- Then, with Bitcoin basically at its peak, Shrem took to the world to announce that the fork was cancelled.
- Immedate sell-offs began, because all of these people like me who just wanted in for the fork wanted back out, into our preferred cryptos (for me, Litecoin, Ethereum, and Blackcoin).
My Tentative Accusation
Elements within the Bitcoin community laid the groundwork for Bitcoin Cash to replace Bitcoin altogether, both Bitcoin and Bitcoin2x. I have no idea if the information can be gained or not, but I would be extremely fascinated to learn which S2X major players sold off Bitcoin before or shortly after the announcement, and I would throw a red flag on the play if even a single one of them converted 0.00001 BTC into Bitcoin Cash.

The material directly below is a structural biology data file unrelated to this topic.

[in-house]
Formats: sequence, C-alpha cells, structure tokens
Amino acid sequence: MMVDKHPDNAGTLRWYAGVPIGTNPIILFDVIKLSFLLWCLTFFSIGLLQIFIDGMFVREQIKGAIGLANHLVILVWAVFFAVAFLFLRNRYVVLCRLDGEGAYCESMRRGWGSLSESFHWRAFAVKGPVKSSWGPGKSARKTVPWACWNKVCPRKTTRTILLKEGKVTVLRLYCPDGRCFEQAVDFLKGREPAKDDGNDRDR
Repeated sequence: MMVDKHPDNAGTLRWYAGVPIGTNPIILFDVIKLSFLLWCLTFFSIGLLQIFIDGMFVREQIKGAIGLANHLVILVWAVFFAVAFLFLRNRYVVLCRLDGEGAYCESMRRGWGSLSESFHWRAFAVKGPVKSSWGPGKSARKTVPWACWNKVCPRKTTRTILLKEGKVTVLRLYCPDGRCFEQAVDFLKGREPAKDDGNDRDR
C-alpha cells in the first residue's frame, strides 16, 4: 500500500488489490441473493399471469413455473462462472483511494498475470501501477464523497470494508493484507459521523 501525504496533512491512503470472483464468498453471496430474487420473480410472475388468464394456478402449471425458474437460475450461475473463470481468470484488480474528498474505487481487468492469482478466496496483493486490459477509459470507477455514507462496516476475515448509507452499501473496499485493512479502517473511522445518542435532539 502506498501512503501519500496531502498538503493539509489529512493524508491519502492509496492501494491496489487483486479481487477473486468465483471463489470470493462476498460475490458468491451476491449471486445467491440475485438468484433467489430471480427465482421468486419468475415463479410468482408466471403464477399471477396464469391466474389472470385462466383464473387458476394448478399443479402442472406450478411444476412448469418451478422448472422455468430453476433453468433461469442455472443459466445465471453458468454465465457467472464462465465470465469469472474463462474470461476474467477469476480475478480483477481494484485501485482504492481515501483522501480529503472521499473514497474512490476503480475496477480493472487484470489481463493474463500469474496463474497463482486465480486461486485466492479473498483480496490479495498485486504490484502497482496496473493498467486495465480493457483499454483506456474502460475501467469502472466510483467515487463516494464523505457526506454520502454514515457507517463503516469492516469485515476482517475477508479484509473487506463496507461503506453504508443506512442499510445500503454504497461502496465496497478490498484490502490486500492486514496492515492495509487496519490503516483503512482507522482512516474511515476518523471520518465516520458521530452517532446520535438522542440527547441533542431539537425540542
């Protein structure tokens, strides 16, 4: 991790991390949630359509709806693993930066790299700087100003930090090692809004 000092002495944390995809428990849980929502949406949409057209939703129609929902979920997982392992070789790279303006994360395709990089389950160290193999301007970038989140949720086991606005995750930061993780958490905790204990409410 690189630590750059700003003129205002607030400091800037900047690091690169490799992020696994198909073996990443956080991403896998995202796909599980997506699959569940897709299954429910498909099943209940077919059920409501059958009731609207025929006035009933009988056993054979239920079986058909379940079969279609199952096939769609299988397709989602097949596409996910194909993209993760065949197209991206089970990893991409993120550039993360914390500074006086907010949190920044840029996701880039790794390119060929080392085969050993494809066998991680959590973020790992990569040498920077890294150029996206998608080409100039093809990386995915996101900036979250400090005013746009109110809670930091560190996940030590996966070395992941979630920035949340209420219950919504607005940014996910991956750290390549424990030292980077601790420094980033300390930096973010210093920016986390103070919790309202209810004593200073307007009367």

I’m not accusing anyone of anything, not really. I’m just saying that it’s all very, very suspicious. Given that Bitcoin Cash had already solved the problems that Bitcoin2x was supposed to partially solve, it’s not hard to see a connection between the two cryptos. Let’s face it: Bitcoin Cash’s main features at this point are that it’s the most uninterrupted Bitcoin blockchain, and that it already handled blocksize increases (up to 8 MB, instead of Segwit2x’s 2MB), and significantly lowered transaction fees in the process. These are the biggest problems Bitcoin faces.